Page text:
[T]he ICRC has been involved in this issue from the outset and has made countless demarches to the Moroccan government, but to no avail. [...]

B. The Issue of the “Disappeared”

[Source: Amnesty International, Day of the “Disappeared” – families still await truth and justice; AI INDEX: MDE 29/003/2002, 30 August 2002 Press release 148/02; available on http://www.amnesty.org/]

Morocco/Western Sahara: Day of the “Disappeared” – families still await truth and justice

AI INDEX: MDE 29/003/2002
30 August 2002

As the world observes the Day of the “Disappeared” 2002 today, Amnesty International is calling on the Moroccan authorities to finally end the suffering of hundreds of Moroccans and Sahrawis still awaiting news of relatives who “disappeared” at the hands of the Moroccan security services in previous decades.

If my relative is dead, I want to receive the body or remains for burial and begin the grieving process that would allow me to come to terms with the loss. If my loved one is alive, I want the chance to see him for what little time he may have left.” Amnesty International has heard the same message from dozens of families of the “disappeared” in Morocco/ Western Sahara, from Morocco’s economic capital, Casablanca, to the desert town of Smara in Western Sahara.

It is cruel and inhuman that a woman whose husband was arrested in front of her during the 1960s or 1970s should still be trying to obtain an answer from the authorities on whether he continues to be held in secret detention or was tortured to death,” the organization said, adding “It is high time those answers were given.

Amnesty International has publicly welcomed the series of positive initiatives undertaken by the Moroccan authorities in recent years to improve the human rights situation, including the establishment by King Mohamed VI in July 2000 of an arbitration commission to decide on compensation for material and psychological damage suffered by victims of “disappearance” and their families. Compensation has so far been awarded in several hundred cases. “However, there can be no substitute for truth and justice,” Amnesty International said.

On this day, Amnesty International adds its voice to those families of “disappeared” and calls on the Moroccan authorities to conduct prompt, thorough, independent and impartial investigations into each individual case of “disappearance” and to bring those responsible to justice.

Background

The issue of “disappearances” has marked the history of Morocco/Western Sahara in the past four decades and remains one of the most painful unresolved human rights problems. More than a thousand people, the majority of them Sahrawis, “disappeared” between the mid-1960s and the early 1990s at the hands of Moroccan security services.

Several hundred Sahrawis and Moroccans were released in the 1980s and 1990s after spending up to 18 years completely cut off from the world in secret detention centres. Dozens more “disappeared” are reported to have died in secret detention. However, the fate of hundreds of others remains unknown. [...]

C.  The Issue of Prisoners of War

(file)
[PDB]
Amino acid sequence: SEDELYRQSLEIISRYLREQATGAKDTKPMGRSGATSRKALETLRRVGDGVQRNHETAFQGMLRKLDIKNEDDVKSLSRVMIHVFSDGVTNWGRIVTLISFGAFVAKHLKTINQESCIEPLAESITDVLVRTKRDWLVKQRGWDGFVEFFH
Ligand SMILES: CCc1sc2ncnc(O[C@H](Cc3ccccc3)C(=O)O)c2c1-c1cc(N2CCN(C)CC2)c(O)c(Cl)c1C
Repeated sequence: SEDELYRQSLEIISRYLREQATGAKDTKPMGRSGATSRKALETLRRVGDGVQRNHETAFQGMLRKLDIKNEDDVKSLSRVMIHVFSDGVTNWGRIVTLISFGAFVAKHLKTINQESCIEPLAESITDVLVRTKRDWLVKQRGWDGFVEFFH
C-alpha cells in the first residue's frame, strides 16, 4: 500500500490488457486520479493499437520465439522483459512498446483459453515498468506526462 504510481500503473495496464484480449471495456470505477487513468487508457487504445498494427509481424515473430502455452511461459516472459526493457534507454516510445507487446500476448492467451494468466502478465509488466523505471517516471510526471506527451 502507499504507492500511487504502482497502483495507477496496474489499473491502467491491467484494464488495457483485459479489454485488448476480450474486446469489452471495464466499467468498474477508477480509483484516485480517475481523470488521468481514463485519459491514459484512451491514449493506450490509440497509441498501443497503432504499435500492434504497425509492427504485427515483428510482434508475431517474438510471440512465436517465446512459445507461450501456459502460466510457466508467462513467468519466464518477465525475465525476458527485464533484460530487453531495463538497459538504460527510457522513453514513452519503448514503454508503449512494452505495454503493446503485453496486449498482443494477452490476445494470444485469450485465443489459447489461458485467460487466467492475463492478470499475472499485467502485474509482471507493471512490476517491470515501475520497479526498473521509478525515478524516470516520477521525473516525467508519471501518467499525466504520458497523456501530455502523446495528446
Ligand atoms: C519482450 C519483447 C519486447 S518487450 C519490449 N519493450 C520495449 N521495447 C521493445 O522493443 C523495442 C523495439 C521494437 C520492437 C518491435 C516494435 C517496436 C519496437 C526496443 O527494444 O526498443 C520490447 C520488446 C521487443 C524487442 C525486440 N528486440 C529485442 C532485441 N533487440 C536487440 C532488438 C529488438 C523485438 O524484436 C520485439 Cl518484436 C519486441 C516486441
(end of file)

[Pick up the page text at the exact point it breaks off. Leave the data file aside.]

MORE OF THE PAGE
[Source: ICRC Press Release, 03/10, 26 February 2003; available on http://www.icrc.org.]

Morocco/Western Sahara: 100 Moroccan prisoners repatriated

Geneva (ICRC) – On 26 February, the International Committee of the Red Cross (ICRC) repatriated 100 Moroccan prisoners released by the Polisario Front. Accompanied by an ICRC team, the prisoners left Tindouf, Algeria, aboard an aircraft chartered by the organization and were handed over to the Moroccan authorities at the Inezgane military base, near Agadir. Before the operation, ICRC delegates had interviewed the prisoners individually to make sure that they were being repatriated of their own free will. All the prisoners were allowed to take their personal effects with them.

The ICRC welcomes the release of the prisoners, most of whom are elderly and sick. The organization nevertheless remains concerned about the plight of the 1,160 Moroccans still being held captive and reiterates its call for their release, in conformity with the provisions of international humanitarian law. The matter is all the more pressing given the age and poor health of the remaining prisoners, some of whom have been deprived of their freedom for more than 20 years. On 7 July 2002, 101 Moroccan prisoners were released under ICRC auspices.

ICRC delegates visit prisoners held by the Polisario Front twice a year. Their most recent visit took place in December 2002. The delegates provide the prisoners with medical aid in particular and enable them to exchange news with their families by means of Red Cross messages.

[N.B.: In August 2005, the Polisario had released all the Moroccan prisoners in its custody. See ICRC Press Release 05/44, 18 August 2005, online: http://www.icrc.org.]

Footnotes

  • [19] United Nations General Assembly, “Declaration on the Granting of Independence to Colonial Countries and Peoples,” (New York: United Nations, 1960), A/15/1514 [available on http://www.ohchr.org].
  • [23] United Nations Security Council, “Situation Concerning Western Sahara,” (New York: United Nations, 1975), S/RES/380 [available on http://www.un.org]. and United Nations General Assembly, “Question of Spanish Sahara,” (New York: United Nations, 1995), A/30/3458. [available on http://www.arso.org/06-4-0.htm]